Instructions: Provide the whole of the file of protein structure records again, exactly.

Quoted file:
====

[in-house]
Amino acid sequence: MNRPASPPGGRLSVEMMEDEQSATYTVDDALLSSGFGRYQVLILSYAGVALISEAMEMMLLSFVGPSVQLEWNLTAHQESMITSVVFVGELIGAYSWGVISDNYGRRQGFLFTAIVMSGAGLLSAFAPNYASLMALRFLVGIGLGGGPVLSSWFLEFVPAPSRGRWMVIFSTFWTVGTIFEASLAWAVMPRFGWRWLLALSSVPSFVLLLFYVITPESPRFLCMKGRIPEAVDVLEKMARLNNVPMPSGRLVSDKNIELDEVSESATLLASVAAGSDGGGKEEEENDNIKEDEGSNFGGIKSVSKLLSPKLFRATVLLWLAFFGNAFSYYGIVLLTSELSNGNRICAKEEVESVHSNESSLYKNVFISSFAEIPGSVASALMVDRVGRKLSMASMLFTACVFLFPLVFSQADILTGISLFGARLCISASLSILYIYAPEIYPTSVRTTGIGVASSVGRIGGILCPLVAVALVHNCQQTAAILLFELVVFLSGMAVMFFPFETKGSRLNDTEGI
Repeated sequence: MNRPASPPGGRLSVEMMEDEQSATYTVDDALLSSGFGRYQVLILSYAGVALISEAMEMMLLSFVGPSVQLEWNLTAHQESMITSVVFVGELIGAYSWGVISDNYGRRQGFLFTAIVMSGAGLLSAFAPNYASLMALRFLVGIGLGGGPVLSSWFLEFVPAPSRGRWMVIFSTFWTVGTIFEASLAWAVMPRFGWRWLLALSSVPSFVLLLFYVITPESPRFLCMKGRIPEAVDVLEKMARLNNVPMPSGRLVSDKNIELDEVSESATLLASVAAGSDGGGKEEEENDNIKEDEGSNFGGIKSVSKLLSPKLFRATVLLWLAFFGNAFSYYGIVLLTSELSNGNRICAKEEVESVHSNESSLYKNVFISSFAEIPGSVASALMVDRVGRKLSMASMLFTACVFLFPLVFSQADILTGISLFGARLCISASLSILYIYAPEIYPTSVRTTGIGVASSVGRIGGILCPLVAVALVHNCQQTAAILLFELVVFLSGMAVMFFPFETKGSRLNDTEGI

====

[in-house]
Amino acid sequence: MNRPASPPGGRLSVEMMEDEQSATYTVDDALLSSGFGRYQVLILSYAGVALISEAMEMMLLSFVGPSVQLEWNLTAHQESMITSVVFVGELIGAYSWGVISDNYGRRQGFLFTAIVMSGAGLLSAFAPNYASLMALRFLVGIGLGGGPVLSSWFLEFVPAPSRGRWMVIFSTFWTVGTIFEASLAWAVMPRFGWRWLLALSSVPSFVLLLFYVITPESPRFLCMKGRIPEAVDVLEKMARLNNVPMPSGRLVSDKNIELDEVSESATLLASVAAGSDGGGKEEEENDNIKEDEGSNFGGIKSVSKLLSPKLFRATVLLWLAFFGNAFSYYGIVLLTSELSNGNRICAKEEVESVHSNESSLYKNVFISSFAEIPGSVASALMVDRVGRKLSMASMLFTACVFLFPLVFSQADILTGISLFGARLCISASLSILYIYAPEIYPTSVRTTGIGVASSVGRIGGILCPLVAVALVHNCQQTAAILLFELVVFLSGMAVMFFPFETKGSRLNDTEGI
Repeated sequence: MNRPASPPGGRLSVEMMEDEQSATYTVDDALLSSGFGRYQVLILSYAGVALISEAMEMMLLSFVGPSVQLEWNLTAHQESMITSVVFVGELIGAYSWGVISDNYGRRQGFLFTAIVMSGAGLLSAFAPNYASLMALRFLVGIGLGGGPVLSSWFLEFVPAPSRGRWMVIFSTFWTVGTIFEASLAWAVMPRFGWRWLLALSSVPSFVLLLFYVITPESPRFLCMKGRIPEAVDVLEKMARLNNVPMPSGRLVSDKNIELDEVSESATLLASVAAGSDGGGKEEEENDNIKEDEGSNFGGIKSVSKLLSPKLFRATVLLWLAFFGNAFSYYGIVLLTSELSNGNRICAKEEVESVHSNESSLYKNVFISSFAEIPGSVASALMVDRVGRKLSMASMLFTACVFLFPLVFSQADILTGISLFGARLCISASLSILYIYAPEIYPTSVRTTGIGVASSVGRIGGILCPLVAVALVHNCQQTAAILLFELVVFLSGMAVMFFPFETKGSRLNDTEGI